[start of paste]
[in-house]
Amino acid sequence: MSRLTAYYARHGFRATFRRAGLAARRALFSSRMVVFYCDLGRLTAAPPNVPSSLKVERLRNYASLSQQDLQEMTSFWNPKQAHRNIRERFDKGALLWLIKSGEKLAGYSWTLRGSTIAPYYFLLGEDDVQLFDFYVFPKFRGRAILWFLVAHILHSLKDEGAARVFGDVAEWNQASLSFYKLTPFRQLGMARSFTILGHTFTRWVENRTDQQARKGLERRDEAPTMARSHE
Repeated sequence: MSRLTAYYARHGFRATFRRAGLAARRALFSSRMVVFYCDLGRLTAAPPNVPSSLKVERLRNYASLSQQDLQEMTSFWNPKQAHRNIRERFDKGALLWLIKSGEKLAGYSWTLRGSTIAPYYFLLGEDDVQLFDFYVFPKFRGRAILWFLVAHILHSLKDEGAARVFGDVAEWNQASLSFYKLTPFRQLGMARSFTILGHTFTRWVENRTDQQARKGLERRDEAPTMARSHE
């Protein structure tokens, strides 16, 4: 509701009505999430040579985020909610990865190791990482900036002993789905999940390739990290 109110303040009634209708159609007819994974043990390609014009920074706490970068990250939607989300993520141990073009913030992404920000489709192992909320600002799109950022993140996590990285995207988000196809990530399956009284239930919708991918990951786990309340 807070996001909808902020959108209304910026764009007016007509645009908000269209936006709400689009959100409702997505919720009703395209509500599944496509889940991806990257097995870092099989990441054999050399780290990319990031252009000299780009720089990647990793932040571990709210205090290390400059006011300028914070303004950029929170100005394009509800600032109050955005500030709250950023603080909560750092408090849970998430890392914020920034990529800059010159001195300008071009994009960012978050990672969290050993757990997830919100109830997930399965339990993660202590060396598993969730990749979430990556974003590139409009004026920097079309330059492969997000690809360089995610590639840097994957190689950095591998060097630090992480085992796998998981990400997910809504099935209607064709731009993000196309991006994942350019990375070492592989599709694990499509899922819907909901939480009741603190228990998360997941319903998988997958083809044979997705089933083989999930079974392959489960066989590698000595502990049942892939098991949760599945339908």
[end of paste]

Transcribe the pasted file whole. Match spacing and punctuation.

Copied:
[in-house]
Amino acid sequence: MSRLTAYYARHGFRATFRRAGLAARRALFSSRMVVFYCDLGRLTAAPPNVPSSLKVERLRNYASLSQQDLQEMTSFWNPKQAHRNIRERFDKGALLWLIKSGEKLAGYSWTLRGSTIAPYYFLLGEDDVQLFDFYVFPKFRGRAILWFLVAHILHSLKDEGAARVFGDVAEWNQASLSFYKLTPFRQLGMARSFTILGHTFTRWVENRTDQQARKGLERRDEAPTMARSHE
Repeated sequence: MSRLTAYYARHGFRATFRRAGLAARRALFSSRMVVFYCDLGRLTAAPPNVPSSLKVERLRNYASLSQQDLQEMTSFWNPKQAHRNIRERFDKGALLWLIKSGEKLAGYSWTLRGSTIAPYYFLLGEDDVQLFDFYVFPKFRGRAILWFLVAHILHSLKDEGAARVFGDVAEWNQASLSFYKLTPFRQLGMARSFTILGHTFTRWVENRTDQQARKGLERRDEAPTMARSHE
């Protein structure tokens, strides 16, 4: 509701009505999430040579985020909610990865190791990482900036002993789905999940390739990290 109110303040009634209708159609007819994974043990390609014009920074706490970068990250939607989300993520141990073009913030992404920000489709192992909320600002799109950022993140996590990285995207988000196809990530399956009284239930919708991918990951786990309340 807070996001909808902020959108209304910026764009007016007509645009908000269209936006709400689009959100409702997505919720009703395209509500599944496509889940991806990257097995870092099989990441054999050399780290990319990031252009000299780009720089990647990793932040571990709210205090290390400059006011300028914070303004950029929170100005394009509800600032109050955005500030709250950023603080909560750092408090849970998430890392914020920034990529800059010159001195300008071009994009960012978050990672969290050993757990997830919100109830997930399965339990993660202590060396598993969730990749979430990556974003590139409009004026920097079309330059492969997000690809360089995610590639840097994957190689950095591998060097630090992480085992796998998981990400997910809504099935209607064709731009993000196309991006994942350019990375070492592989599709694990499509899922819907909901939480009741603190228990998360997941319903998988997958083809044979997705089933083989999930079974392959489960066989590698000595502990049942892939098991949760599945339908």